ENGLEWOOD, Colo.--(BUSINESS WIRE)--DISH reported today that Tribune Broadcasting Company chose to black out DISH customers’ access to 42 local channels in 33 markets across 34 states and the District of Columbia, intentionally harming and exploiting millions of innocent consumers in an effort to raise carriage rates and gain negotiating leverage for an unrelated cable channel with declining viewership, WGN America.
While DISH works to reach an agreement, the company is offering “over-the-air” antennas at no cost so that customers in affected markets can watch Tribune’s local broadcast channels for free.
“Tribune is demanding an unreasonable rate increase for channels that are available for free over the air,” said Warren Schlichting, DISH executive vice president of Programming. “Actions like Tribune’s are what drive price increases and feed customer frustration for our industry. With DISH’s free antenna, customers will continue to receive Tribune channels for free over the air, along with dozens of other broadcast channels not normally available to pay-TV customers.”
FORCED BUNDLING AT ISSUE
In addition to asking for significant price increases for local channels, Tribune is attempting to “force bundle” an unrelated and low-performing cable channel, WGN America, with the media conglomerate’s local broadcast stations.
“By attempting to force bundle its cable channel with its local broadcast stations, Tribune is using local viewers as leverage to raise rates for WGN America – a channel that is in decline,” said Schlichting. “Tribune is seeking a significant rate increase despite decreasing viewership and recently losing access to Cubs baseball.”
DISH viewership data reveals that viewership on WGN America is down on average more than 20 percent since the channel’s launch as a cable network. Many of the shows available on WGN America are available on other channels carried by DISH.
“Consumers shouldn’t have to pay twice for the same programming,” said Schlichting.
DISH OFFER OF EXTENSION, TRUE-UP REJECTED
DISH was hopeful that it would come to a mutual agreement with Tribune to renew carriage of the media conglomerate’s local stations. In that spirit, DISH offered a short-term contract extension to Tribune that would include a retroactive true-up when new rates were agreed upon, and would preserve the ability of DISH customers to access the Tribune local stations while negotiations continued. The true-up would ensure that Tribune was made whole at the new rates for the period of any contract extension.
“With DISH willing to grant an extension and a retroactive true-up on rates, Tribune had nothing to lose and consumers had everything to gain by leaving the channels up,” said Schlichting. “Instead, Tribune chose to turn its back on its public interest obligations and use innocent consumers as bargaining chips.”
DISH Network L.L.C. is a wholly-owned subsidiary of DISH Network Corporation (NASDAQ:DISH).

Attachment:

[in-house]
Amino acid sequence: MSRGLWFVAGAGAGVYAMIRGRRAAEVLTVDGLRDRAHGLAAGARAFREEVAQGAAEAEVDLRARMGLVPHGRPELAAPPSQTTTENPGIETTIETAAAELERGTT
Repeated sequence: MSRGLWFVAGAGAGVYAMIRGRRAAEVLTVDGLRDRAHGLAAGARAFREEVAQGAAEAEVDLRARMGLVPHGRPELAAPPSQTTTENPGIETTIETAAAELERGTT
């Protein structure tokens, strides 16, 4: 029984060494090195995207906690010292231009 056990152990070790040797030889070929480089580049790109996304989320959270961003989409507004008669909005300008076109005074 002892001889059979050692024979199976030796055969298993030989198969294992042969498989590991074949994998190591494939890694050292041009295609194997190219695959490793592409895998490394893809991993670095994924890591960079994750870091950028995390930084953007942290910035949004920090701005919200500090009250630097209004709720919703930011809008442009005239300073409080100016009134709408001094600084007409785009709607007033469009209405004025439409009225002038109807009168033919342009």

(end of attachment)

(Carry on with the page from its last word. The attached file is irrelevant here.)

NEED FOR RETRANSMISSION CONSENT REFORM
Aggressive attempts to tie together cable channels and local broadcast network stations, when the market power of a local broadcast monopoly is used as a negotiation lever, is called “forced bundling.” Typically, forced bundling arrangements lead to price increases out of line with market rates.
“Tribune’s attempt to engineer a forced bundling arrangement of its cable channel and local broadcast stations is a prime example of why Washington needs to stand up for consumers,” said R. Stanton Dodge, DISH executive vice president and general counsel. “Broadcasters like Tribune use their in-market monopoly power to put overall profits ahead of the public interests they are supposed to serve.”
“Actions like these are precisely the reason that Congress has mandated, and the FCC has opened, a formal process to investigate tactics like this,” said Dodge. “We also believe the FCC has the opportunity to investigate remedies like arbitration with interim carriage which could end broadcaster blackouts while preserving the interests of all parties.”
The Federal Communications Commission issued a Notice of Proposed Rulemaking on September 2, 2015. Read the NPRM here: http://transition.fcc.gov/Daily_Releases/Daily_Business/2015/db0902/FCC-15-109A1.pdf
Along with other pay-TV companies and public interest groups that form the American Television Alliance (ATVA), DISH has asked the FCC to consider these and other tactics as violating ”good faith” negotiations.
Read ATVA’s comments on the NPRM filed with the FCC on Dec. 1, 2015 here: http://apps.fcc.gov/ecfs/document/view?id=60001347759
RISING RETRANSMISSION RATES
Each year, the cost to carry local broadcast stations rises far beyond the rate of inflation, leading to blackouts across the country that affect millions of subscribers of various pay-TV companies. According to SNL Kagan, a leading source on the media industry, broadcast fees burdening pay-TV consumers were as low as $215 million in 2006, soared to $4.9 billion in 2014 and are expected to more than double to reach $10.3 billion in 2021.
DISH customers can visit DISHPromise.com for more information and to ask the FCC and Congress to end TV blackouts.
Tribune Broadcasting Company’s action affects viewers of various ABC, CBS, CW, Fox, NBC, MyNetwork, and independent stations in 33 markets. For a list of affected stations, visit: https://dishnetwork.newshq.businesswire.com/document-library/tribune-broadcasting-company-stations-impacted
DISH Network Corp. (NASDAQ:DISH), through its subsidiaries, provides approximately 13.874 million pay-TV subscribers, as of March 31, 2016, with the highest-quality programming and technology with the most choices at the best value. DISH offers a high definition line-up with more than 200 national HD channels, the most international channels and award-winning HD and DVR technology. DISH Network Corporation is a Fortune 200 company. Visit www.dish.com.